By Megan Watson, Elder & Disability Law Clinic Student, Spring 2017

My paternal grandfather “Papa” passed away in November 2010. The last year and a half of his life was spent in an institution where he received care from competent and sympathetic nurses and where my grandmother visited him daily. When my grandfather was placed into assisted living following a stroke, my dad and I began taking road-trips to see him every month.  It became a sort of tradition for the two of us.  I grew up in the Dallas-Fort Worth area of Texas, about seven hours away from where my grandparents lived in southeast Kansas. Once a month we would load up the car with snacks and gas and make the seven hour trip to Kansas. Seven hours in the car might not sound that great, but we always had a good time together. Along with eating lots of junk food we listened to the Radio Classics channel on XM and talked, and talked. My dad would often tell me stories about his childhood and about Papa.

We always brought Papa Lindor Truffles when we visited—between us, my aunt, and my grandmother I knew he never lacked for sweets and junk food. At first, he didn’t seem all that different to me. He was the same Papa I knew, maybe a little weaker. However, over time I began to notice the changes. He stopped being so responsive to us when we visited, and he was more confused about who we were and where he was. He was eventually moved to a nursing home, where he spent the last two months of his life.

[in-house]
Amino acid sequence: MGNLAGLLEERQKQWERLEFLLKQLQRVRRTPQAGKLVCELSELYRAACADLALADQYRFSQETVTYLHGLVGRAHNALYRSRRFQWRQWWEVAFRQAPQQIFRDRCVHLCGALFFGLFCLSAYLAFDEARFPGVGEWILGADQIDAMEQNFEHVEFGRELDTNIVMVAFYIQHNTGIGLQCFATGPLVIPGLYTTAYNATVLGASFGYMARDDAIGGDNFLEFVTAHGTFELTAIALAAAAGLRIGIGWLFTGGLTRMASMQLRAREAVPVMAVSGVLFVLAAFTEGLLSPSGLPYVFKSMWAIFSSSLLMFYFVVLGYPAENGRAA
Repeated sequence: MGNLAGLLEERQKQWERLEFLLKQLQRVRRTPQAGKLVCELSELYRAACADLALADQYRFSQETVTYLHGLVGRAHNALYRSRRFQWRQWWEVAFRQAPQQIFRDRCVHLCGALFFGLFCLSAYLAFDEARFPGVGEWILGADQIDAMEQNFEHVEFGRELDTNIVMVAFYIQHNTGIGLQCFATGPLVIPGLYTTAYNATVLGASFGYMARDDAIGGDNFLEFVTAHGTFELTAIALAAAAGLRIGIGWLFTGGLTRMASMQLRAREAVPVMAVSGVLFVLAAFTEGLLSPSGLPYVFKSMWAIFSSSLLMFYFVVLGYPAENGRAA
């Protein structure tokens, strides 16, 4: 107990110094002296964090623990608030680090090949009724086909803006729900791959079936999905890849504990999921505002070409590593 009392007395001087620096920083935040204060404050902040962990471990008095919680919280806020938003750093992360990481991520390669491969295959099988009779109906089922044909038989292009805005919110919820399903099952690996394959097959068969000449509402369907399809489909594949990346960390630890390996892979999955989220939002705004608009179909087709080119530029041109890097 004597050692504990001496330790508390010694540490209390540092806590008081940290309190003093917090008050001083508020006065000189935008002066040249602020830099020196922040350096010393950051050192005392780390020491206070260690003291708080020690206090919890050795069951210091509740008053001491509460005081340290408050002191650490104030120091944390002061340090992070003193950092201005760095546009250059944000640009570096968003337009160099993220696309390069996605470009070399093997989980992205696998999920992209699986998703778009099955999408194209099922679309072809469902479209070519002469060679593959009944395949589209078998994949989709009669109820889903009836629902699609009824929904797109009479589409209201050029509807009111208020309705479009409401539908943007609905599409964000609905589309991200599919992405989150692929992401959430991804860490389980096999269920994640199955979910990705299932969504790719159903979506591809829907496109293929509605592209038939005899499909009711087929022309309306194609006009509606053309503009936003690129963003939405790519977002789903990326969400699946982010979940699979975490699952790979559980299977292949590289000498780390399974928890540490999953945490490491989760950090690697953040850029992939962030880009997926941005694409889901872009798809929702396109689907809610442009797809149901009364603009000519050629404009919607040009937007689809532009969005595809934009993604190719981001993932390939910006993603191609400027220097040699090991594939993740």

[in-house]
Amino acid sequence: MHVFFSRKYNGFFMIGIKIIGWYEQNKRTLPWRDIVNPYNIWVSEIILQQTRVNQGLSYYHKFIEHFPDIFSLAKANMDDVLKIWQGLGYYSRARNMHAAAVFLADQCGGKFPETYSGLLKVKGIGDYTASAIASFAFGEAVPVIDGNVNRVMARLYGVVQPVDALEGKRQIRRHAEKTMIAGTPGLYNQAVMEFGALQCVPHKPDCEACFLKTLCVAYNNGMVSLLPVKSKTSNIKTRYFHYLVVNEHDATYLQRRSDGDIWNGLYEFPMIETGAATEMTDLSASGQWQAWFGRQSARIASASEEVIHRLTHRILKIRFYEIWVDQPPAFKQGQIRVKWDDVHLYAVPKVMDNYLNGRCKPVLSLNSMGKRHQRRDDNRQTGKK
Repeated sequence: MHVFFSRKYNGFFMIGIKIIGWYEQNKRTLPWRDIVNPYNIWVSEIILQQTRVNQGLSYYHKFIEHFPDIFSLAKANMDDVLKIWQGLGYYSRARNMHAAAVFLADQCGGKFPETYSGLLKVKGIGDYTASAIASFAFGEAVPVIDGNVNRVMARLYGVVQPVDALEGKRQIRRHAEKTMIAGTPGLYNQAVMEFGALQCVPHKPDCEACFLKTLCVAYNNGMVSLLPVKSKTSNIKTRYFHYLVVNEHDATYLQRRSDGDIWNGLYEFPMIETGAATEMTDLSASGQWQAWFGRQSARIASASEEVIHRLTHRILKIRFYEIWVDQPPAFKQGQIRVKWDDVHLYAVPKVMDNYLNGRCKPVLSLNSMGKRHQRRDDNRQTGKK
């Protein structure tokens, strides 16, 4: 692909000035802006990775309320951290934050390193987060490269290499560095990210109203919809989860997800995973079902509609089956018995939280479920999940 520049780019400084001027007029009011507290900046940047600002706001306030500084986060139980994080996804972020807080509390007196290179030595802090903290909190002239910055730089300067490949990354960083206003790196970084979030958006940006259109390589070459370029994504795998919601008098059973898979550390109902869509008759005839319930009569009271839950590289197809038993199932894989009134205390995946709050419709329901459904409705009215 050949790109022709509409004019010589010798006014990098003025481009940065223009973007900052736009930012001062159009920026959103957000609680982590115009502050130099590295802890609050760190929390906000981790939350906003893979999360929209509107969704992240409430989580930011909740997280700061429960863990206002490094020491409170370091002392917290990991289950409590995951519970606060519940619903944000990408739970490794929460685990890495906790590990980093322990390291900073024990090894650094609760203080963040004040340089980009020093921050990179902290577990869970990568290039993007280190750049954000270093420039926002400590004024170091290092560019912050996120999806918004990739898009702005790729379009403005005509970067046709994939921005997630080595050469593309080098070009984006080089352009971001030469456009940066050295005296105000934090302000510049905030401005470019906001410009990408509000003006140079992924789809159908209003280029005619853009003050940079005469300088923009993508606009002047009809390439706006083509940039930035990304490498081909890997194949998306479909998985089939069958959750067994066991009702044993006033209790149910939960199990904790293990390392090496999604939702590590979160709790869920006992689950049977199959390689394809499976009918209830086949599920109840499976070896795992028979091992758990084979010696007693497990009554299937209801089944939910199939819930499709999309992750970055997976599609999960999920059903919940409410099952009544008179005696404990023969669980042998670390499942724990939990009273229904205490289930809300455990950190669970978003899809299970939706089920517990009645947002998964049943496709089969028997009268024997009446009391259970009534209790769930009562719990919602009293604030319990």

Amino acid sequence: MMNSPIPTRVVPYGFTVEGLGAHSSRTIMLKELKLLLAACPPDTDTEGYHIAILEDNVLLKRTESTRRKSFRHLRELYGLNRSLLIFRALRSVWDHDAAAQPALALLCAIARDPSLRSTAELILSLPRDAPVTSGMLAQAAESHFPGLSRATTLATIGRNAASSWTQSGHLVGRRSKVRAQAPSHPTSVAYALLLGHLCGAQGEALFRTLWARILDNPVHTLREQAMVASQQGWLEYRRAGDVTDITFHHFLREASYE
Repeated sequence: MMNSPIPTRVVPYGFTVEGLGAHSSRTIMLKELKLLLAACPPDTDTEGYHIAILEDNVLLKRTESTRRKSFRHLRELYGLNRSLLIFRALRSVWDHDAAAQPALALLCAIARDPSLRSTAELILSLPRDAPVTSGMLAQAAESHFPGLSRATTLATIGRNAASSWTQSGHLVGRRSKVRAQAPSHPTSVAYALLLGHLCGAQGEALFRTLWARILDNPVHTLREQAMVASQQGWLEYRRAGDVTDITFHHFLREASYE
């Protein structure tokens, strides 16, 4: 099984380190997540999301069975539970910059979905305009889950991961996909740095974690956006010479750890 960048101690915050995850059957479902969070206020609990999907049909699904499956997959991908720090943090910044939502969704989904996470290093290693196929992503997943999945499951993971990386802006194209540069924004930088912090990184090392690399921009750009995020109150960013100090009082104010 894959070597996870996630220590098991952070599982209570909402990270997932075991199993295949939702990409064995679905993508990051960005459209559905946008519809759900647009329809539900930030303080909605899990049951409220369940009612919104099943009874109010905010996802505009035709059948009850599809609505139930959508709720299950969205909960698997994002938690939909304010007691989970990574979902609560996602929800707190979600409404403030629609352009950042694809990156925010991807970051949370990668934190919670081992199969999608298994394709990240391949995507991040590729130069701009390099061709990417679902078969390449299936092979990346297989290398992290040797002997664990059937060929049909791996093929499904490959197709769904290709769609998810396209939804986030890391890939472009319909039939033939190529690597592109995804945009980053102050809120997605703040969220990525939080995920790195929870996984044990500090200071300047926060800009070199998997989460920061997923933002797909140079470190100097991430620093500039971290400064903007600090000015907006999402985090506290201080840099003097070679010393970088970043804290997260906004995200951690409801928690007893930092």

When he died, it wasn’t all that unexpected. I last saw him on Friday of my Thanksgiving break, and he died the following Tuesday. That week following his death was hectic, as those weeks often are.  It was an odd feeling: just like that, my grandfather was no longer here. I had just seen him, and now he wasn’t here.

From that experience, I saw what it is like to lose a parent.  I saw my dad struggle to watch his father slip further and further away. I know it must have been hard for my dad to see Papa like that—to see a once strong and capable man be slowly conquered by his own body and mind. My dad treated my grandfather, his dad, with dignity, kindness, and gentleness throughout his last months. Month after month he dutifully made the trip to Kansas to spend a couple of days with his father.

I am grateful for the time that I spent with Papa, who has been gone now for almost six years. I am grateful for all those road-trips and all those truffles. But mainly, I am grateful for the time that I spent with my dad.  By traveling with him to Kansas every month to see Papa, I shared a special and memorable experience with him. By watching my dad on those trips I learned how to prepare my heart for loss, how to treat my loved ones with dignity when they need and deserve it most, and how to cherish those final days.

We are so careful to prepare our bank accounts and our estates for loss, but let’s remember to prepare our hearts as well, and be sure to cherish the time we have with those we love.